DEAR ABBY: I dated "James" for 18 months before he proposed. Our wedding is set for the fall of next year. James is loving, considerate and honest. However, we're completely opposite in our tastes and interests. I am romantic, artistic and impulsive. He is practical, predictable and stable.
I was happy with this relationship until a couple of months ago, when I went out to lunch several times with a single man I'll call "John." (We work together.) What began as a casual friendship seems to be developing into more. The attraction is mutual. We share the same values, the same likes and dislikes, and we often think alike. When I look at him, I see myself, so we're very compatible.
John, however, has a less-than-perfect past. He's been in some bad relationships and is twice divorced. He has a troubled family history and two teen-agers in therapy with numerous unresolved problems.
Abby, we both realize we won't remain "just friends" if we continue going out to lunch, etc. John hasn't mentioned marriage, but he has told me that he wants me in his life.
I think I love them both. James is safe. John is exciting. John knows about my fiance, but James doesn't have a clue. Should I go through with the wedding because I'm certain that James would be a good husband, or should I take my chances that John and I will find happiness together? -- BEWITCHED, BOTHERED AND BEWILDERED
DEAR BEWITCHED: If you are attracted to John, it's obvious that you are not in love with James. You would be doing James an enormous favor if you broke the engagement and freed him to find a woman who would love and appreciate him. And the sooner the better.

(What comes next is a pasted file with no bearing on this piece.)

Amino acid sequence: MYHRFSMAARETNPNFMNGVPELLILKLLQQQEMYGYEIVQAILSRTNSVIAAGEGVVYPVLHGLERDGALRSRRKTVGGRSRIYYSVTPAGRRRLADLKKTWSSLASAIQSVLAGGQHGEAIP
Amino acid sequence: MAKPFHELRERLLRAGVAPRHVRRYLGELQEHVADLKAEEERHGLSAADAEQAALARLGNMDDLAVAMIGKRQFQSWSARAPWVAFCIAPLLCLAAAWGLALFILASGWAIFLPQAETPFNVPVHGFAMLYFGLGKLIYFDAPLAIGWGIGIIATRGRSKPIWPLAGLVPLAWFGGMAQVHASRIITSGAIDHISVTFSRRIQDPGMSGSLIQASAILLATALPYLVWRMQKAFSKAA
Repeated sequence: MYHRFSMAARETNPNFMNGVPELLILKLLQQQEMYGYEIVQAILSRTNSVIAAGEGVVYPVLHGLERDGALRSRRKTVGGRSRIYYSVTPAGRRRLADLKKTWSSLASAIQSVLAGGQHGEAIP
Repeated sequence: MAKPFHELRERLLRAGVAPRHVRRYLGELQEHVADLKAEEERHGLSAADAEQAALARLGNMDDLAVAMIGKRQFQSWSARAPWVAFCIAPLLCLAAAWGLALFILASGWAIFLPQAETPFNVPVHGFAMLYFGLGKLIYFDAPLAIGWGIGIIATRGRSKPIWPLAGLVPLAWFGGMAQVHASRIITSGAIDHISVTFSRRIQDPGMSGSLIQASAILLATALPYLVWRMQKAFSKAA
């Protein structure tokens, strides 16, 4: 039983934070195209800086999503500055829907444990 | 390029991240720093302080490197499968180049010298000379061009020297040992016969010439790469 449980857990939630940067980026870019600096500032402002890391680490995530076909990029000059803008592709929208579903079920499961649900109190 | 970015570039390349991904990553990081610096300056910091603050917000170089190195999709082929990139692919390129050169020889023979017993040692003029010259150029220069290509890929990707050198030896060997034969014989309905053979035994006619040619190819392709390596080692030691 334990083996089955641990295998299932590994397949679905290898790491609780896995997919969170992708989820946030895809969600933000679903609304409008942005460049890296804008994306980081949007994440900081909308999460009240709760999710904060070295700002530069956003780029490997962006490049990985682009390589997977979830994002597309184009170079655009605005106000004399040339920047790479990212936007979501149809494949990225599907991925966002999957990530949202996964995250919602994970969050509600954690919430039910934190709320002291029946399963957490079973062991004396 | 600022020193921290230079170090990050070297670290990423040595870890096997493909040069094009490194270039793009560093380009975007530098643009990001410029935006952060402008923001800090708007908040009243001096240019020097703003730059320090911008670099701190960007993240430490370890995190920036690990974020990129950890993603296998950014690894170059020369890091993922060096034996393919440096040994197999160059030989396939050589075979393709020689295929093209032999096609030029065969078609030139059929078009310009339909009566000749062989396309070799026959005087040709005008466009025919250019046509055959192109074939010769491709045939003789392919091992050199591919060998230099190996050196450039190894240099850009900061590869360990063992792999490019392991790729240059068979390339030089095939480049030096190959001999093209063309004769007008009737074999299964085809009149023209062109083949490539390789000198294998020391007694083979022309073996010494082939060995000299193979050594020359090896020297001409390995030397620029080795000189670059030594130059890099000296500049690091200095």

DEAR ABBY: Regarding your advice to "Hair Splitting": You advised her that a true friend would discreetly tell John that he desperately needs a new hairpiece. Also, since the friend admitted wishing he'd never started wearing a hairpiece, a true friend should suggest that John again consider appearing without the hairpiece.
For many years, in the world of entertainment, we had Yul Brynner and Telly Savalas showing us that "bald is beautiful." Today, there are athletes by the score making the same statement.
John might find that this is the way to go. You may use my name. -- DEREK VAN DEREN, SOUTH BEND, WASH.
DEAR ABBY: We are preparing for my son's bar mitzvah. He would like to invite the many elementary schoolteachers he had through the years. Would it be acceptable to invite all of these wonderful people without their spouses? We don't know the spouses, and feel the teachers would be comfortable being seated with one another at the reception. I don't want to appear tacky, but the expense would be double for people we don't know and who don't know us. Can we invite just the teachers?
Do not identify me, but please answer soon. -- GETTING READY
DEAR GETTING READY: Invite the teachers only. Those who want to accept will come without their spouses. Do not be hurt if some politely decline; those who accept will be there because they want to be there. Some schoolteachers, as a matter of policy, decline all such invitations because they feel that if they accept one, they will be obligated to accept all. (Also, buying gifts can get very expensive.)
All good wishes to you and your family, and Mazel Tov to the bar mitzvah boy!
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